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James Burgess

James Burgess

James Burgess studied Business Management at the University of Nottingham. He has worked in property development, chartered surveying, marketing, law, and accounts. He has also…

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Are Fracking Fluids to Blame for Rail Car Explosions?

Over the past year or so there seems to have been far more train derailments of cars carrying crude oil that have resulted in huge, deadly explosions, and it is not a coincidence that the oil in these explosions originated from the Bakken shale formation in North Dakota.

One problem is that the light crude extracted from the Bakken is more flammable than heavy crude, but there are other factors at play here as well.

In order to extract oil in the Bakken the oil companies use fracking to split apart the shale rock and gain access to the tight light oil trapped there. A special mix of chemicals is used to split the rocks underground, and while companies refuse to disclose the exact composition of this cocktail of chemicals, claiming that it is a trade secret, there is a high possibility that they are extremely flammable. Some of these chemicals remain mixed up in the crude oil, thereby increasing its flammability.

Related article: DOT-111 Safety Major Issue in Crude-By-Rail Debate

Recently the Wall Street Journal has also looked into the increase in explosions of rail tankers carrying fracked crude oil. “Crude is flammable, but before being refined into products such as gasoline it is rarely implicated in explosions,” wrote the WSJ. They suggested three possibilities for the explosions: irresponsible care during the transport of the crude; other, more flammable products such as propane naturally mixed into the crude; or the addition of flammable chemicals during the fracking process.

Back in August Bloomberg identified another problem caused by the fracking chemicals, which is much of the millions of gallons of chemicals injected into the ground during fracking is in the form of hydrochloric acid. This is a highly corrosive substance and the railway administration has begun to note an increasing number of tanker cars are suffering damage to their interior surfaces after transporting light crude, likely due to the presence of the acid, and that this is weakening the tanks and making them more prone to rupture.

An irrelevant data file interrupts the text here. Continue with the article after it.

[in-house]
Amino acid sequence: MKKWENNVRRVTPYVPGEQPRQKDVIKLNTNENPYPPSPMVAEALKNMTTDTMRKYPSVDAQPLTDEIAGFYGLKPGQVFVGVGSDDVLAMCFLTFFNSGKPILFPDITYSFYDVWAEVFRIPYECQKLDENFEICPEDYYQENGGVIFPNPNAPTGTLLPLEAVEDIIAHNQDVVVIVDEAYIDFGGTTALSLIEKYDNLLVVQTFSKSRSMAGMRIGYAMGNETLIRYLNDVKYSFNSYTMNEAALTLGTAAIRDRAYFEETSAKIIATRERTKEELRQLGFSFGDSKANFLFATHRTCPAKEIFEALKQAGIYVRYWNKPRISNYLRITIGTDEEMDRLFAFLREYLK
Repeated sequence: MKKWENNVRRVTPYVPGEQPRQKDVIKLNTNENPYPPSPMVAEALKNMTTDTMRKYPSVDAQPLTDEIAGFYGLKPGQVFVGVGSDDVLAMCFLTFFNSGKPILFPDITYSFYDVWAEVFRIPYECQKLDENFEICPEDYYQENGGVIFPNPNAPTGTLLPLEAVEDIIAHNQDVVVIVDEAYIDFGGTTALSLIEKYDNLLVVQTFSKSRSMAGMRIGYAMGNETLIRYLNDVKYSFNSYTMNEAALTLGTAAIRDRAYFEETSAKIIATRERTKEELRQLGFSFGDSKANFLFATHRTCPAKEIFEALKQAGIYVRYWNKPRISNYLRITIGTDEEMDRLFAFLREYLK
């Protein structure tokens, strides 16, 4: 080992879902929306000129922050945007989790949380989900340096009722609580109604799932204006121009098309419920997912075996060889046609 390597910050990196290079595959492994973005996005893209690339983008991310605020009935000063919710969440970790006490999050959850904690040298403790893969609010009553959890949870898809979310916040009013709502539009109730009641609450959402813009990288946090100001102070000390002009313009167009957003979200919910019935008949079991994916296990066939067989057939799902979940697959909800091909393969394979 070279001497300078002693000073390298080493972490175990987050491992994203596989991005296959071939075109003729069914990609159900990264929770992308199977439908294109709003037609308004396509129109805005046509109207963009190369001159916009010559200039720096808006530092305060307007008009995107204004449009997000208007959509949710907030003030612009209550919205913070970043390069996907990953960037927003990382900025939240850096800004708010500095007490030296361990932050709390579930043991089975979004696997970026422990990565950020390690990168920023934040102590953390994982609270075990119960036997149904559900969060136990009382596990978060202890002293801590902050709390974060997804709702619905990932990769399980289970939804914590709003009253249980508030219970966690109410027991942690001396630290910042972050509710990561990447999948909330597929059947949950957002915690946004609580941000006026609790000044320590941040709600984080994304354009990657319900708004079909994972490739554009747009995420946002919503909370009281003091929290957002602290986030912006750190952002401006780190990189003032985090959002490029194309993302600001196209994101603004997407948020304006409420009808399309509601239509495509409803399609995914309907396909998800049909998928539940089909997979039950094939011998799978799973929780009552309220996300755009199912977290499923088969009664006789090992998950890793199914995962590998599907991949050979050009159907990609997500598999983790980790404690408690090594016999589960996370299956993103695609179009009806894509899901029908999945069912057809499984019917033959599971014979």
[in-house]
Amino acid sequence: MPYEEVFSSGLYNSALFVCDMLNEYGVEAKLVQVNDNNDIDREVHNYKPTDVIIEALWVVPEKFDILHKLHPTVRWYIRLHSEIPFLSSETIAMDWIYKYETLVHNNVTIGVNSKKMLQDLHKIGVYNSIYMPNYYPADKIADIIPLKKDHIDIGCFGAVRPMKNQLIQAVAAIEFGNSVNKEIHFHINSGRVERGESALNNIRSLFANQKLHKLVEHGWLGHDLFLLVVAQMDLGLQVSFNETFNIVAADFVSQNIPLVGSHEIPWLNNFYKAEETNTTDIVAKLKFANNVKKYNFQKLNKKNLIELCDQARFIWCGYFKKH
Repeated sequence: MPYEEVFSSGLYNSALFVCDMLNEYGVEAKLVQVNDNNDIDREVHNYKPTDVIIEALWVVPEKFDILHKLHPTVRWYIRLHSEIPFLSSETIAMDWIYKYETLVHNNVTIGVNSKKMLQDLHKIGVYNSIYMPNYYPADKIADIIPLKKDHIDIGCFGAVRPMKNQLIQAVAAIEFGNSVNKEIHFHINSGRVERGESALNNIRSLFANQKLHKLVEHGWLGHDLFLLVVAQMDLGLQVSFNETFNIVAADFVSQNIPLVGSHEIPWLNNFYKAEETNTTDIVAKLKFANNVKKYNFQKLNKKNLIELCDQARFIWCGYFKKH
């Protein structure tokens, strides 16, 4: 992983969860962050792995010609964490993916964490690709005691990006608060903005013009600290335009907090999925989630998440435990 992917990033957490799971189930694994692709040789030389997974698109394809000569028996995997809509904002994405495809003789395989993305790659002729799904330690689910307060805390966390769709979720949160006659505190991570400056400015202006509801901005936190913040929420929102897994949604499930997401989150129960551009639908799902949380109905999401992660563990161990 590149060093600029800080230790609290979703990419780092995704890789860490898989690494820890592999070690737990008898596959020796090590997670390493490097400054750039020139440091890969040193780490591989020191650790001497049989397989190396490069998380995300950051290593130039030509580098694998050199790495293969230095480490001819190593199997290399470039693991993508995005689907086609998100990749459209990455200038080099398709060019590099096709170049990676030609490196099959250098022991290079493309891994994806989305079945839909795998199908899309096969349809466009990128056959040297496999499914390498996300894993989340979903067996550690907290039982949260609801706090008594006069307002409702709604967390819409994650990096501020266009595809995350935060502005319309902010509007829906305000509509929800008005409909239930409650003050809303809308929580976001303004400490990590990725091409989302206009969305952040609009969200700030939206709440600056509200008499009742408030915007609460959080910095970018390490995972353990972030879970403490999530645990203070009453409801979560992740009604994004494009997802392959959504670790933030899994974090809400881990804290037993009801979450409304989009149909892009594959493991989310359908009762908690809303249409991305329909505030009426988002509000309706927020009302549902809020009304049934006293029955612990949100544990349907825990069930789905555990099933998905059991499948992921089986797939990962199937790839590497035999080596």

An article on Grist reports that two government agencies, the Federal Railroad Administration and the Pipeline and Hazardous Materials Safety Administration, have launched a joint investigation into the impurities in the Bakken crude to try and determine whether new regulations are needed to ensure safe handling.

Some initial inspections have found that the oil includes chemicals that mean it is combustible at very low temperatures, meaning that it should be transported in special, secure rail cars reserved for extremely flammable products. Instead the crude is being loaded onto normal tankers that are designed with fewer safety precautions and intended for less flammable liquids.

By. James Burgess of Oilprice.com



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  • Carolyn Willmore on February 11 2014 said:
    Brian, you are talking about chemicals in use in fracking at source vs fracking chemicals transported by rail, which is another topic altogether. I think we should listen to rail transport expertise here. Sandra: agreed! Ken: you said it best.
  • Brian Carpenter on January 18 2014 said:
    "... fracking chemicals, which is much of the millions of gallons of chemicals injected into the ground during fracking..."

    Nonsense. 97% of the content of the frack fluid is water. Most of the other 3% is guar gum! sand, a little diesel fuel, and other common chemicals. The secret ingredients are a very small percent of the total volume.

    The culprit is likely either the fact that Bakken crude is lighter and more volatile than most crude, with a flammability profile more like gasoline, or something is going on with the high levels of hydrogen sulfide that is naturally present in Bakken crude.
  • Stephen Wolff on January 18 2014 said:
    Typically, several million gallons of water are used to frac a well. Around 1% of the volume consists of chemicals of which HCL is a component (generally, the chemicals used are disclosed- proportions tend to be proprietary).
  • Sandra Steubing on January 17 2014 said:
    Can we just switch to renewables, please?
  • Ken Church on January 16 2014 said:
    If there is corrosion going on in the tank cars due to acids in the fracking mix transporting the oil the same problem will occur in pipelines and oil refineries. Hopefully those in the know and in control will resolve this potential problem before it occurs!

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